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The Elgar Companion to Public Economics

The Elgar Companion to Public Economics

Empirical Public Economics

Elgar original reference

Edited by Attiat F. Ott and Richard J. Cebula

Attiat Ott and Richard Cebula have recognised the need to present, in an accessible and straightforward way, the voluminous literature in the public economics arena. Advances in econometric techniques and the spillover of knowledge from other disciplines made it difficult, not only for students but also for lecturers, to accurately find the information they need.

Chapter 20: The Efficiency of Representative Democracy: A Comparative Study of Two Competing Models

Trufat Woldesenbet

Subjects: economics and finance, public choice theory, public sector economics, politics and public policy, public choice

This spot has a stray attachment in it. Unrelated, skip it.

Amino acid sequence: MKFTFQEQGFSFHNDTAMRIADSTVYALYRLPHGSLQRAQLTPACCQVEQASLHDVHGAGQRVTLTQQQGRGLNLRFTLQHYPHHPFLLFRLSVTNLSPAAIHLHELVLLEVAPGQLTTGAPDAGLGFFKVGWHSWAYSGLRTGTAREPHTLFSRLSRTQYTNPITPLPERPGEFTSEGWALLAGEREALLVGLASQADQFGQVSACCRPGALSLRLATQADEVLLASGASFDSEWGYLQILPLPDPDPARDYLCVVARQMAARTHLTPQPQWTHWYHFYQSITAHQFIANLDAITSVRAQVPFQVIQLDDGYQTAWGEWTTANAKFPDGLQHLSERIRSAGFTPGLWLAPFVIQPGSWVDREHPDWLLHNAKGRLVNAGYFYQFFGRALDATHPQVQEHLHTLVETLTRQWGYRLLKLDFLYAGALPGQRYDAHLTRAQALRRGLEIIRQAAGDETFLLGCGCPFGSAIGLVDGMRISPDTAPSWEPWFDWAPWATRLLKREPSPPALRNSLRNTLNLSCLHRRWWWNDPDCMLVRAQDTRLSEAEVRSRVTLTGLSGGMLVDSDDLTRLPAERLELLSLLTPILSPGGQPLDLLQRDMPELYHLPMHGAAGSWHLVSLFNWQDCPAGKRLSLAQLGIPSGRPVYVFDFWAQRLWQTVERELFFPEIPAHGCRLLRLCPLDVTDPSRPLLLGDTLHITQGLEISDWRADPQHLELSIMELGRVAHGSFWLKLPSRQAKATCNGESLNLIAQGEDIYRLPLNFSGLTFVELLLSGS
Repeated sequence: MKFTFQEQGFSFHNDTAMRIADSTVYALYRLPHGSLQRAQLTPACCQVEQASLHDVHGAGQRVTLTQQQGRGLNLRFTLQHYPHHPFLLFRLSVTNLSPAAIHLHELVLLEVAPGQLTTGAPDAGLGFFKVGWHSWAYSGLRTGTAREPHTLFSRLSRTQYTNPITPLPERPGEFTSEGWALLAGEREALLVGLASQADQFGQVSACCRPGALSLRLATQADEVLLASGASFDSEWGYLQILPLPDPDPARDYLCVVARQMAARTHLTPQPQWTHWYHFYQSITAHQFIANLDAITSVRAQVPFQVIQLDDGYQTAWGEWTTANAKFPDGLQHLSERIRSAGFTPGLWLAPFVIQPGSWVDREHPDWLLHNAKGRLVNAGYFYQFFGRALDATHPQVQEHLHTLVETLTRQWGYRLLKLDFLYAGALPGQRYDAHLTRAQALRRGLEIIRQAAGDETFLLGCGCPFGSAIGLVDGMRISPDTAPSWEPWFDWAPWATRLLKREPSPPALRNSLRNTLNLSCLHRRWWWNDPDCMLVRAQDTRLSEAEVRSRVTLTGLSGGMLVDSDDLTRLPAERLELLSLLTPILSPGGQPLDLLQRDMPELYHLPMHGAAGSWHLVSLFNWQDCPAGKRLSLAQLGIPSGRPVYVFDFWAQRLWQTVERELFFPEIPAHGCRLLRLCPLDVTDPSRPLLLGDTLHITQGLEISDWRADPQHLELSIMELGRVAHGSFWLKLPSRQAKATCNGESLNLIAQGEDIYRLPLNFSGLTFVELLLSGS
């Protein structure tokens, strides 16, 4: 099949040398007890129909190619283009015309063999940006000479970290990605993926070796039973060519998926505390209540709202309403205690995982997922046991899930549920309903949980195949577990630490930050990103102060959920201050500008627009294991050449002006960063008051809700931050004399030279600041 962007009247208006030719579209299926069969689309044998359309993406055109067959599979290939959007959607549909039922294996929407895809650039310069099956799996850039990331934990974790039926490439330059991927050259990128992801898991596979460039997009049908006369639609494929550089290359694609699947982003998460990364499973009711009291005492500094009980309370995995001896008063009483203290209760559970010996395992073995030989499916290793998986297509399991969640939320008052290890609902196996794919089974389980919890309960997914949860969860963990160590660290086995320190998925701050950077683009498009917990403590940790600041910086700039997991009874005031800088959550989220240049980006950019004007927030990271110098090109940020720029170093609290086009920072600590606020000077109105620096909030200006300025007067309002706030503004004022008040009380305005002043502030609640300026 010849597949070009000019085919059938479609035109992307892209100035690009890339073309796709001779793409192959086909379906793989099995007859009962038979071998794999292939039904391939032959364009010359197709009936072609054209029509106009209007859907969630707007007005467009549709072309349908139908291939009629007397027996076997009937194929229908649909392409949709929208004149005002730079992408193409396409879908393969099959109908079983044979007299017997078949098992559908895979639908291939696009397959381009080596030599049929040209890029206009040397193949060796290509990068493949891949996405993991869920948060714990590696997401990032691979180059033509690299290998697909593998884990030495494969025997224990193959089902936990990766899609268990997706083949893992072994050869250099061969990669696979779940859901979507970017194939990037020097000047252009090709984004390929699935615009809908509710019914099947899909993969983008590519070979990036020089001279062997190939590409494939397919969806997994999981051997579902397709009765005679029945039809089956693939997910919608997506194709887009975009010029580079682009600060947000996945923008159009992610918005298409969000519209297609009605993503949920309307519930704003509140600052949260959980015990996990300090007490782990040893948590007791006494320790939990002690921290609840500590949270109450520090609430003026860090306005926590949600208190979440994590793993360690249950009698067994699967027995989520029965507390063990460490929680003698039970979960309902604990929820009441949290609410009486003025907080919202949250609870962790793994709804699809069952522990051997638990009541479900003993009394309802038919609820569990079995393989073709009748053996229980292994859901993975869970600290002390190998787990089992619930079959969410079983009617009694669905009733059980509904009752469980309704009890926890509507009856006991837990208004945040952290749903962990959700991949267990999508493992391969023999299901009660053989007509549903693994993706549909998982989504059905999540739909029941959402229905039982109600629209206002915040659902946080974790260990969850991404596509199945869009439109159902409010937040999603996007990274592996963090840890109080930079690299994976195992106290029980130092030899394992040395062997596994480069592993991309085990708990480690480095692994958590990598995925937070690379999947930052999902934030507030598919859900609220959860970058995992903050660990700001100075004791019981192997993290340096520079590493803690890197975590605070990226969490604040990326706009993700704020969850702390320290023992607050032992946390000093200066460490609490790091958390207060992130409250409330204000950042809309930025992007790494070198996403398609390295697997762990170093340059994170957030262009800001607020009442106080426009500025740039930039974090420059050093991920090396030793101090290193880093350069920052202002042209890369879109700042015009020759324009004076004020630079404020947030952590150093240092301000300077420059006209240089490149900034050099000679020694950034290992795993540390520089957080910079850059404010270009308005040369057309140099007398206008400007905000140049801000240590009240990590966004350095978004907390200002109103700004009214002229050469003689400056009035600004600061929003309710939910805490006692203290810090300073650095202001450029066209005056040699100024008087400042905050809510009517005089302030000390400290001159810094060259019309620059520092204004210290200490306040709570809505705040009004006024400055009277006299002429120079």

20 The efficiency of representative democracy: a comparative study of two competing models Trufat Woldesenbet 1 Introduction One of the major issues in public economics deals with the allocation of society’s resources between the private sector and the public sector. Another major public economics issue concerns the allocation of public sector resources between productive investment type activity and distributional activity. For a given government size, a question that arises is how much politicians spend on productive public goods, and what factors influence behavior in the allocation of public sector resources. In this chapter, we empirically test two competing theoretical models, which aim at explaining the behavior of politicians in allocating public resources. The first model is that of McGuire and Olson (1996). The second is that of Besley and Coate (1997, 1998). McGuire and Olson’s (M-O) model posits that the encompassing interest of the ruling group influences public resource allocation. In democratic societies, because the ruling group (which is a political majority) has more encompassing interest in the prosperity of the economy, the tax rate and level of redistribution will be even lower in the absence of constitutional limits. From this, the proposition is derived that a democratic political system leads to the allocation of more public resources to productive investment activity than to distributional activity. An autocrat, on the other hand, has less encompassing interest that arises solely from his taxing ability. Thus, an autocrat sets the tax rate at a revenue-maximizing level and spends less...

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